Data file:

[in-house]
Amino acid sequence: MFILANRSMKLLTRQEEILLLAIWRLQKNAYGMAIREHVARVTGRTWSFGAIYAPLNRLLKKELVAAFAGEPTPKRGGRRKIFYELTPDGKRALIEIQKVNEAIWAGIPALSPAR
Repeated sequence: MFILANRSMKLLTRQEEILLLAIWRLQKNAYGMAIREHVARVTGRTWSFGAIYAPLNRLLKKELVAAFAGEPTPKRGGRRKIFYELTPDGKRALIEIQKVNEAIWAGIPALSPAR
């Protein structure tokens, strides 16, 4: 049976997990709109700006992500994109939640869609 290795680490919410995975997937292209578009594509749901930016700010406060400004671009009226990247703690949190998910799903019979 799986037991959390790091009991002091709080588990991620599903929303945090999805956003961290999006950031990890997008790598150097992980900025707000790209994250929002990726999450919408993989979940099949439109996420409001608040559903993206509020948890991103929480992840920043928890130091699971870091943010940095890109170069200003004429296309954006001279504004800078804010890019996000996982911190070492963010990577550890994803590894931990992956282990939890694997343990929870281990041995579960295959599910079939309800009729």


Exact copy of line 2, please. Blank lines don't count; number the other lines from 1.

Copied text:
Amino acid sequence: MFILANRSMKLLTRQEEILLLAIWRLQKNAYGMAIREHVARVTGRTWSFGAIYAPLNRLLKKELVAAFAGEPTPKRGGRRKIFYELTPDGKRALIEIQKVNEAIWAGIPALSPAR